Tips for a Successful Native Garden
By Cindy Gilberg
(This article was first published in The Gateway Gardener January/February 2009 issue.)
Replacing a percent of high- maintenance lawn with a more sustainable low-maintenance landscape is a growing trend for the future. “The increased requests I get for assistance is proof that people are using more and more native plants each year, not fewer,” says Scott Woodbury, head of the Horticulture Department at Shaw Nature Reserve. He goes on to say an increasing number of people “are turning to native plants to landscape their homes, churches, businesses, and public parks. Compared to traditional high-maintenance landscapes, people are switching to native landscapes because they are more cost-effective to maintain and are good for the environment.”
Even so, there still exists some misconceptions regarding use of native plants in the landscape. Some novices feel as if by planting natives their garden will suddenly become ‘wild’. Native plants simply represent a viable, alternative list of reliably hardy plants that can be integrated into any landscape. A plant list does not dictate the design style, rather, it is the gardener who decides his or her style and needs, adjusting the plant list accordingly. Likewise, selling your lawn mower does not automatically produce a native garden or habitat. Scott calls this the “shock and awe” approach and it is likely to produce a weed patch and draw the attention of neighbors (rightly so!), resulting in weed ordinance problems. Having worked with cities, weed ordinances and homeowners, Scott adds “Weed ordinance issues are tricky. Most of them originate from a complaining neighbor and not a city inspector, so rule number one is to be neighborly. Rule number two is to start small and expand on your successes. Rule number three is to learn the basics of garden design. Most homeowners who get in trouble break one of these three rules.”
First of all, consider that the word ‘garden’ includes in most of its definitions the word ‘cultivate’. This implies that human hands are at work, manipulating and controlling the garden environment to some degree. Therefore, the element of intent goes hand in hand with planning a well-designed garden. If you are having some ordinance issues or you are not happy with your garden, review the following design principles and strive to include at least a few. A little planning goes a long way in creating an attractive, low-maintenance native landscape.
Line functions as one of the most important concepts in the landscape. Think of pathways, bed edging, fencing or mowed turf as examples of line. Line visually guides the eye and points to a focal point. Focal points can be as simple as your front door, a bench, a sculpture or a planted urn. Small water features are also welcome sights and need not be elaborate. A line leading to nowhere and a view without a focal point are disappointing.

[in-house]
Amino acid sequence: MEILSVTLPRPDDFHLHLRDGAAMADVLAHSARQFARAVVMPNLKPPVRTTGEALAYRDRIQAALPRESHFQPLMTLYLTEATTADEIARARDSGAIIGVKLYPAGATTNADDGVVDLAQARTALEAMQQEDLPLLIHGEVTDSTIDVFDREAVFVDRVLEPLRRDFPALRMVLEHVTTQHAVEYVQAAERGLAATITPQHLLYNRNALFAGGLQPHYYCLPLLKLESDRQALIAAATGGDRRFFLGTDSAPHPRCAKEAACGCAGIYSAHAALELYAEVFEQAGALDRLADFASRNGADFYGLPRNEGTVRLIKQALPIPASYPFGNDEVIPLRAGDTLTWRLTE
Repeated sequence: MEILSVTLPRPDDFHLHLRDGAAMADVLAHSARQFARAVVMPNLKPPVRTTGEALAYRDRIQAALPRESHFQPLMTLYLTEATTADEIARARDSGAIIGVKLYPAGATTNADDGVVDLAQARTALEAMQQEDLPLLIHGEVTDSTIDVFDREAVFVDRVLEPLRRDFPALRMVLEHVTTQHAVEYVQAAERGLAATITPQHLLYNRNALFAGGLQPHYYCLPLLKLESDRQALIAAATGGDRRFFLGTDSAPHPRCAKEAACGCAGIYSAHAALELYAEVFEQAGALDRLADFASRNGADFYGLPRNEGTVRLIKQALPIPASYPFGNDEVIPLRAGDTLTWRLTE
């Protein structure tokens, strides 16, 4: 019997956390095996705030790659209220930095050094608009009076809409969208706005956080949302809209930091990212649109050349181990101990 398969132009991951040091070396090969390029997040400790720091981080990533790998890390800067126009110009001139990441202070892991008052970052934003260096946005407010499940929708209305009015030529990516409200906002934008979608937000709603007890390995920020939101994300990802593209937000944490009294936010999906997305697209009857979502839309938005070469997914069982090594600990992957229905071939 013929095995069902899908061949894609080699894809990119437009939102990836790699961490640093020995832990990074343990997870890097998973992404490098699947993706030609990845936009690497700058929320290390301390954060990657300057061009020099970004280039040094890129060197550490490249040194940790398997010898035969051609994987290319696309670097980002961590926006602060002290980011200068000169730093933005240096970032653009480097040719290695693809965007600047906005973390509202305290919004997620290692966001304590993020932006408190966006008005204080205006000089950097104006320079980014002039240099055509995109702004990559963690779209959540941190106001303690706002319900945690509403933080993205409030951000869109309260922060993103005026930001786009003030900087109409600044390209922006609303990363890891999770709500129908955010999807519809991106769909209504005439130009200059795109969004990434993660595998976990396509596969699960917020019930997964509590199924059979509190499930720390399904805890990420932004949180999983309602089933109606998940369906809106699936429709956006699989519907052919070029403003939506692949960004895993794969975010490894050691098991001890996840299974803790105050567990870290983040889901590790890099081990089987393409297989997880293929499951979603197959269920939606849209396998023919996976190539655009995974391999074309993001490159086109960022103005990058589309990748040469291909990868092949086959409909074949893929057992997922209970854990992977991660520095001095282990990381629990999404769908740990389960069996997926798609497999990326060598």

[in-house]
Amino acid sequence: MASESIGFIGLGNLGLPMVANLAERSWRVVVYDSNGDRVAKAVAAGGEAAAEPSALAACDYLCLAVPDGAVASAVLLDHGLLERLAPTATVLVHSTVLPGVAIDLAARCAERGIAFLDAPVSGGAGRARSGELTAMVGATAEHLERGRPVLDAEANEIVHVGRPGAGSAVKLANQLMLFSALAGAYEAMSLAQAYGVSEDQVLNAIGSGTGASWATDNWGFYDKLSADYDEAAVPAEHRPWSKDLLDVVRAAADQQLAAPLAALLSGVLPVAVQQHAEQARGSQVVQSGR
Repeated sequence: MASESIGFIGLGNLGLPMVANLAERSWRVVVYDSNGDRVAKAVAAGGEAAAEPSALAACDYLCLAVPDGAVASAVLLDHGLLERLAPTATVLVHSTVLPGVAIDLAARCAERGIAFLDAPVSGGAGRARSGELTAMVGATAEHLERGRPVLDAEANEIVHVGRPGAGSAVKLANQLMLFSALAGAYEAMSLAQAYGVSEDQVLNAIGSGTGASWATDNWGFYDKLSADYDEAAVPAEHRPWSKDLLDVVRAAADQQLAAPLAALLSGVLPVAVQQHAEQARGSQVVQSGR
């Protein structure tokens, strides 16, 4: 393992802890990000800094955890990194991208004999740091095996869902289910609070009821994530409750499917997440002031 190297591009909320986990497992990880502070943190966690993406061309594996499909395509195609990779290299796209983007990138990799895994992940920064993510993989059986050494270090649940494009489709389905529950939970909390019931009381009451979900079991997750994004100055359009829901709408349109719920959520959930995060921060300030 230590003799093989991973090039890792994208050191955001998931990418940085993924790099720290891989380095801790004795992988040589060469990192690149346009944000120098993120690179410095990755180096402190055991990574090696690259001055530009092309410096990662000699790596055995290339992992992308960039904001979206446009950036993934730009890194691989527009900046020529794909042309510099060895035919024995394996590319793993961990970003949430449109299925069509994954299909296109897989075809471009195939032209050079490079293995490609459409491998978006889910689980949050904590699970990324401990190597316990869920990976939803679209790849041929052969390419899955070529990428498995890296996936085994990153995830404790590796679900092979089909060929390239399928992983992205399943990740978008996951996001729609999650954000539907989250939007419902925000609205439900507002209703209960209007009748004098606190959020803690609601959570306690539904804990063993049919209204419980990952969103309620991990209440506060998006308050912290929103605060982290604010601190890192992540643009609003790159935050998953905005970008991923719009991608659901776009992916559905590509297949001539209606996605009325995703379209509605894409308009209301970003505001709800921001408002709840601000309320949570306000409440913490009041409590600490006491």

Hardscaping is an indispensable part of the landscape that serves to reinforce line and unify the view. As a design becomes more naturalistic and loose, the use of strong lines becomes essential. Stone is an element that is both visually strong and versatile enough to be useful in all design styles, from informal to formal and from traditional to naturalistic landscapes. Weathered stones used in a way that emulates the natural outcroppings so familiar in the Midwest add a sense of place to the scene. When choosing stone for paths and steps, edging, walls or patios, be sure to use stone of the same kind and a similar color. Unmatched and jumbled stone will give a confused and disorganized look rather than acting to unify the garden. Wood complements stone and can be included by adding a deck, some fencing, an arbor, a bench or even a gazebo.
When choosing which plants to combine in a design, always keep the idea of contrast in mind. Foliar contrast is what will prevent a planting from appearing weedy. Combine bold textured plants with fine textured ones alternately so that each is accentuated by its neighbor. A garden full of fine textured plants and devoid of weeds will appear weedy regardless, simply from a lack of foliar contrast.
Some simple maintenance practices strengthen the look of intention. Always maintain clean edges around the plantings. This can be in the form of a mass ground cover planting such as prairie dropseed in sunny spots or wild ginger in shady spots – there are many choices for plants that can be used. A well-maintained mowed grass edge or a stone pathway is just as effective in keeping a tidy boundary. Another positive practice is to use shredded leaves or bark mulch in the beds to help control weeds and to add that finished look.
One extra tip would be to do an angle cut tip-pruning in spring on taller plants, especially those along the edges of beds. This will add some depth to the bed while encouraging a more compact growth habit. Don’t hesitate to do a spring tip-pruning on any of the taller, summer and fall blooming perennials such as asters, hibiscus or goldenrods to create the same effect. A certain level of general maintenance, as with any landscape, will always send a message of the gardener’s intention to cultivate the space.Cindy Gilberg, horticulturist and Missouri native, founded and ran the garden center at Gilberg Perennial Farms with her husband Doug for 28 years, also teaching classes and workshops on gardening and garden design. She now focuses on garden design, consulting and teaching, and also works part-time in the Whitmire Wildflower Garden at Shaw Nature Reserve, emphasizing the use of native plants in home landscaping.